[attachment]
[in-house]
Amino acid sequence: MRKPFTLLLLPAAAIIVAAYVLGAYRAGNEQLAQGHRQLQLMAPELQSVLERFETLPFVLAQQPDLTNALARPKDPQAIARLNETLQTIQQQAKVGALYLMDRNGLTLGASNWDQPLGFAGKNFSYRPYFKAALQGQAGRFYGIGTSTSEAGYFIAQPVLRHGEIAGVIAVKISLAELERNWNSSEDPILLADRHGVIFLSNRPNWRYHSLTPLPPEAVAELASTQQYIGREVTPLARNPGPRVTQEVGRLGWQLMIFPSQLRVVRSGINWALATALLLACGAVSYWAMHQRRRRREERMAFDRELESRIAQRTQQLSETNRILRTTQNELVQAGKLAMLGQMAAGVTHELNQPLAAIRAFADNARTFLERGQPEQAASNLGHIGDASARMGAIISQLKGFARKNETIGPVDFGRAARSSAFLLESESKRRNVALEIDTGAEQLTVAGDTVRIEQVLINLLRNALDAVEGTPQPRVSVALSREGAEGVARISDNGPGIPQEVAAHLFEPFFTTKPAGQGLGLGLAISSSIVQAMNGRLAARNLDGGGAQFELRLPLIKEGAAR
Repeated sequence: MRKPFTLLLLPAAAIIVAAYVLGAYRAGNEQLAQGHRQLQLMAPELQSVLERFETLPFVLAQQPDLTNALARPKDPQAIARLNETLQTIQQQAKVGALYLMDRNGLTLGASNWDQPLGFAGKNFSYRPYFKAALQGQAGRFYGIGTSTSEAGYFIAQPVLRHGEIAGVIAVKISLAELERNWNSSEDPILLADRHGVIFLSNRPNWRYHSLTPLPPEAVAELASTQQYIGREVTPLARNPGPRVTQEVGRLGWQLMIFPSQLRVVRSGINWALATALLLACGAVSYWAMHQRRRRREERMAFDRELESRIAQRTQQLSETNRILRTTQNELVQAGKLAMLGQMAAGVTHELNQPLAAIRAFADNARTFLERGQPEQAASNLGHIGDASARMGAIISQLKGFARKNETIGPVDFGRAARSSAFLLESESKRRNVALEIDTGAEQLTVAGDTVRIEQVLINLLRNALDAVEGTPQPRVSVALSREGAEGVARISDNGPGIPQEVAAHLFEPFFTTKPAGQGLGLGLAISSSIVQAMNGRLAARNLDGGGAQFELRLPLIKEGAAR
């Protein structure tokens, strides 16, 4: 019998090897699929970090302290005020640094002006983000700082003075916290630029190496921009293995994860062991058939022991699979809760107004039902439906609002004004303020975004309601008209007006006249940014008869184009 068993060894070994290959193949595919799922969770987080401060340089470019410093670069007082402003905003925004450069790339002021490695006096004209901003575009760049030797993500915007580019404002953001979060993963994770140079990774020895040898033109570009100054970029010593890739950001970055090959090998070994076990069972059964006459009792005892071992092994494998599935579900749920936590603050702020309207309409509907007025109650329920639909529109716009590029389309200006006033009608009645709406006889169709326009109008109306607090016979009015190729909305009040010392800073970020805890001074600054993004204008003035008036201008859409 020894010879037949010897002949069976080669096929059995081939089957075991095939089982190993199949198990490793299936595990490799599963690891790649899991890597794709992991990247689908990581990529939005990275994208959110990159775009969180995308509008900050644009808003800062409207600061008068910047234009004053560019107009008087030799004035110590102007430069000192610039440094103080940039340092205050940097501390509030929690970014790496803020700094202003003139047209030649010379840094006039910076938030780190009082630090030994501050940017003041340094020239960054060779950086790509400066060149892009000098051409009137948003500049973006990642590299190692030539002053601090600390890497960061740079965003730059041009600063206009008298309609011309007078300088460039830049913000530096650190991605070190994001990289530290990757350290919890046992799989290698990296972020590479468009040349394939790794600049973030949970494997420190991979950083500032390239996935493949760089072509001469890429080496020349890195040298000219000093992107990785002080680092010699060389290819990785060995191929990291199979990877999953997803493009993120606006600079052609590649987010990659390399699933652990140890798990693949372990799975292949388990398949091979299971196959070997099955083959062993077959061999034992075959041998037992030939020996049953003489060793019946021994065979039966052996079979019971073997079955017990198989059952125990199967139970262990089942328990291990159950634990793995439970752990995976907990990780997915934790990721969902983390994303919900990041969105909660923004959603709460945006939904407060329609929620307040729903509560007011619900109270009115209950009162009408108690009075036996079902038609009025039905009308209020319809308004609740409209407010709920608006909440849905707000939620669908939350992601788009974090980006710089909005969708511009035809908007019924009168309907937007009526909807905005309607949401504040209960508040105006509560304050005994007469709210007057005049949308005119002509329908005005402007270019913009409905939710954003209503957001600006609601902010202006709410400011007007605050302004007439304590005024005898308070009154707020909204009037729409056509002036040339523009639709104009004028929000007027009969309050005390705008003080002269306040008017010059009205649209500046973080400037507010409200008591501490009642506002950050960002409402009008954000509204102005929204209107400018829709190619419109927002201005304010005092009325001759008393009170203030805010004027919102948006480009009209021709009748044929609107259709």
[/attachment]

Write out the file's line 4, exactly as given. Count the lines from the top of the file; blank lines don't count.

């Protein structure tokens, strides 16, 4: 019998090897699929970090302290005020640094002006983000700082003075916290630029190496921009293995994860062991058939022991699979809760107004039902439906609002004004303020975004309601008209007006006249940014008869184009 068993060894070994290959193949595919799922969770987080401060340089470019410093670069007082402003905003925004450069790339002021490695006096004209901003575009760049030797993500915007580019404002953001979060993963994770140079990774020895040898033109570009100054970029010593890739950001970055090959090998070994076990069972059964006459009792005892071992092994494998599935579900749920936590603050702020309207309409509907007025109650329920639909529109716009590029389309200006006033009608009645709406006889169709326009109008109306607090016979009015190729909305009040010392800073970020805890001074600054993004204008003035008036201008859409 020894010879037949010897002949069976080669096929059995081939089957075991095939089982190993199949198990490793299936595990490799599963690891790649899991890597794709992991990247689908990581990529939005990275994208959110990159775009969180995308509008900050644009808003800062409207600061008068910047234009004053560019107009008087030799004035110590102007430069000192610039440094103080940039340092205050940097501390509030929690970014790496803020700094202003003139047209030649010379840094006039910076938030780190009082630090030994501050940017003041340094020239960054060779950086790509400066060149892009000098051409009137948003500049973006990642590299190692030539002053601090600390890497960061740079965003730059041009600063206009008298309609011309007078300088460039830049913000530096650190991605070190994001990289530290990757350290919890046992799989290698990296972020590479468009040349394939790794600049973030949970494997420190991979950083500032390239996935493949760089072509001469890429080496020349890195040298000219000093992107990785002080680092010699060389290819990785060995191929990291199979990877999953997803493009993120606006600079052609590649987010990659390399699933652990140890798990693949372990799975292949388990398949091979299971196959070997099955083959062993077959061999034992075959041998037992030939020996049953003489060793019946021994065979039966052996079979019971073997079955017990198989059952125990199967139970262990089942328990291990159950634990793995439970752990995976907990990780997915934790990721969902983390994303919900990041969105909660923004959603709460945006939904407060329609929620307040729903509560007011619900109270009115209950009162009408108690009075036996079902038609009025039905009308209020319809308004609740409209407010709920608006909440849905707000939620669908939350992601788009974090980006710089909005969708511009035809908007019924009168309907937007009526909807905005309607949401504040209960508040105006509560304050005994007469709210007057005049949308005119002509329908005005402007270019913009409905939710954003209503957001600006609601902010202006709410400011007007605050302004007439304590005024005898308070009154707020909204009037729409056509002036040339523009639709104009004028929000007027009969309050005390705008003080002269306040008017010059009205649209500046973080400037507010409200008591501490009642506002950050960002409402009008954000509204102005929204209107400018829709190619419109927002201005304010005092009325001759008393009170203030805010004027919102948006480009009209021709009748044929609107259709």